Friday, 7 July 2017

Preferred vs Imposed position

In my last post I talked about the Type 26 vs the proposed Type 31(s). Some might have found it odd reading that article and seeing me arguing in favour of more Type 26 at the expense of Type 31, only to seemingly reverse directions in the comment section and agree with a poster who bemoaned the Type 26. This apparent contradiction - coupled with a rather interesting chat I've been having on Twitter with some folks about aircraft carriers - offers me the opportunity to talk about something I've been meaning to get around to for a long while; the difference between the 'preferred position' and the 'imposed position'.

I like to think of this in terms of general elections. Most of us I'm sure will seldom find that we agree totally with one political party or the other when an election comes along. I suspect most of us have in our heads an idea about what we would consider to be our perfect or near perfect political party, given some realistic constraints. This we can identify as the 'preferred position'. Alas, all too often we find ourselves holding our nose and picking the lesser of two evils. We may not especially like or agree with the party we voted for, but rather them than the other lot. It's a choice that we don't like but it is forced upon us by reality. This we can identify as the 'imposed position'.

To take this back to defence, and specifically aircraft carriers for the Royal Navy, allow me to talk you through my preferred position and my imposed position on the matter.

My preferred position would have taken us back to the original planning for what would become HMS Queen Elizabeth and HMS Prince of Wales. At this stage I would have preferred the carriers to be designed and built to launch conventional aircraft instead of V/STOL. The reason for this is simple; flexibility. It would have given the UK some options in terms of what ultimately went on the carriers, such as being able to fall back on something like the F-18 Hornet or - in truly dire straits -  the Rafale, if needed.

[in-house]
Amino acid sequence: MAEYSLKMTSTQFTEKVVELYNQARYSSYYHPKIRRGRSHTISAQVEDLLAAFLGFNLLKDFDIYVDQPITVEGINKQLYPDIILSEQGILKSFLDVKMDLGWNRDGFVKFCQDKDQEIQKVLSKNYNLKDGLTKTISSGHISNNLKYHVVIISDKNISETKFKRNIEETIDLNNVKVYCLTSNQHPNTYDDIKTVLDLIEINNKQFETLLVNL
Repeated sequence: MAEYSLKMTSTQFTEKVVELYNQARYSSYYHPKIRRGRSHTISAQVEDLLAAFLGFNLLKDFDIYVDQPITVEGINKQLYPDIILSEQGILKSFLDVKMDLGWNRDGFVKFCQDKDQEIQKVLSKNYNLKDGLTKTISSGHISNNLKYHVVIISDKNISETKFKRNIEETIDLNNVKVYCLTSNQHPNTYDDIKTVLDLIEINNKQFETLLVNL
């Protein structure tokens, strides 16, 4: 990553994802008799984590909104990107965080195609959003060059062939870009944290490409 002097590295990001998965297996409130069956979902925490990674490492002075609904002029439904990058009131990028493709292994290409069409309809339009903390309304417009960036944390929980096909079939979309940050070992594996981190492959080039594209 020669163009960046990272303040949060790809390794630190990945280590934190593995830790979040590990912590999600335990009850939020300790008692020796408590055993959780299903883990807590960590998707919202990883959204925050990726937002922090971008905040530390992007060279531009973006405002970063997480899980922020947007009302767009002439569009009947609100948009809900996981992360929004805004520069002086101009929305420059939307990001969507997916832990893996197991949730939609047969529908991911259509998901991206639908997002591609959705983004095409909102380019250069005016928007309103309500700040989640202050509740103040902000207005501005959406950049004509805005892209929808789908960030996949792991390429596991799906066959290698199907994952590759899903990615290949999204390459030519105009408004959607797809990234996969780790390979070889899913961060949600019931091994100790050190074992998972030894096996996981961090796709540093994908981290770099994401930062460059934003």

Far more pertinently it would have opened up the much wider gamut of carrier borne capabilities outside of just the primary combat aircraft. The ability to carry the E-2 Hawkeye for Airborne Early Warning (AEW) for example, or even possibly (but granted, an outside bet) the EA-18 Growler, the electronic attack version of the Hornet (which would have been a combined buy for RN and RAF). Going with a conventional carrier capability would have also provided a little more flexibility for what might come after the F-35, presuming the carriers are kept in service that long, as well as the potential for operating some of the various drone proposals that have come forward in recent years.

Similarly, when the crunch decision came in the mid-2000s to drop the Sea Harrier, my preferred position would have been to upgrade them and keep them going, along with GR.9 when that otherwise finally met its demise in 2010. The two would have served together as long as was feasible or until the new carriers were up and running, which ever came first. There would have been no "carrier gap" for the Royal Navy if it was possible in any way to avoid it.